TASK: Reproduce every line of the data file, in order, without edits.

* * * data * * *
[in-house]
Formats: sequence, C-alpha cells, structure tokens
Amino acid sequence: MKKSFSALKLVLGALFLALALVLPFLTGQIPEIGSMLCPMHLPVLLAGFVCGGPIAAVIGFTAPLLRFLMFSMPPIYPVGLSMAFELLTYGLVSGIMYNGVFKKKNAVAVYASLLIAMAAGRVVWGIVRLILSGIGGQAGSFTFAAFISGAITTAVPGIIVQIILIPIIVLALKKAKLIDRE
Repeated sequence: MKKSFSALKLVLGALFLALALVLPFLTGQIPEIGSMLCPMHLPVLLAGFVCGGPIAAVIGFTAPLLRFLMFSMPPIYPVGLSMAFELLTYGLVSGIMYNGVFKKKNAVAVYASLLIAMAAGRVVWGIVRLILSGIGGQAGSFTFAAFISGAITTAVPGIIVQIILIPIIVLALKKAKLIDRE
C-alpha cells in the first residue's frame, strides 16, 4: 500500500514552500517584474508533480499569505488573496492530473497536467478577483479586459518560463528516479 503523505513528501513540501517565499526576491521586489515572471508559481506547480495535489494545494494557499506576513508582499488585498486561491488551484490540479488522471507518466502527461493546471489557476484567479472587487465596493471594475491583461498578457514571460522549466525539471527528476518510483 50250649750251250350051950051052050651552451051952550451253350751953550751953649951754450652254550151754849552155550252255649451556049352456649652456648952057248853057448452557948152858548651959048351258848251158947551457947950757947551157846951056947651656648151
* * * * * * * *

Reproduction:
[in-house]
Formats: sequence, C-alpha cells, structure tokens
Amino acid sequence: MKKSFSALKLVLGALFLALALVLPFLTGQIPEIGSMLCPMHLPVLLAGFVCGGPIAAVIGFTAPLLRFLMFSMPPIYPVGLSMAFELLTYGLVSGIMYNGVFKKKNAVAVYASLLIAMAAGRVVWGIVRLILSGIGGQAGSFTFAAFISGAITTAVPGIIVQIILIPIIVLALKKAKLIDRE
Repeated sequence: MKKSFSALKLVLGALFLALALVLPFLTGQIPEIGSMLCPMHLPVLLAGFVCGGPIAAVIGFTAPLLRFLMFSMPPIYPVGLSMAFELLTYGLVSGIMYNGVFKKKNAVAVYASLLIAMAAGRVVWGIVRLILSGIGGQAGSFTFAAFISGAITTAVPGIIVQIILIPIIVLALKKAKLIDRE
C-alpha cells in the first residue's frame, strides 16, 4: 500500500514552500517584474508533480499569505488573496492530473497536467478577483479586459518560463528516479 503523505513528501513540501517565499526576491521586489515572471508559481506547480495535489494545494494557499506576513508582499488585498486561491488551484490540479488522471507518466502527461493546471489557476484567479472587487465596493471594475491583461498578457514571460522549466525539471527528476518510483 50250649750251250350051950051052050651552451051952550451253350751953550751953649951754450652254550151754849552155550252255649451556049352456649652456648952057248853057448452557948152858548651959048351258848251158947551457947950757947551157846951056947651656648151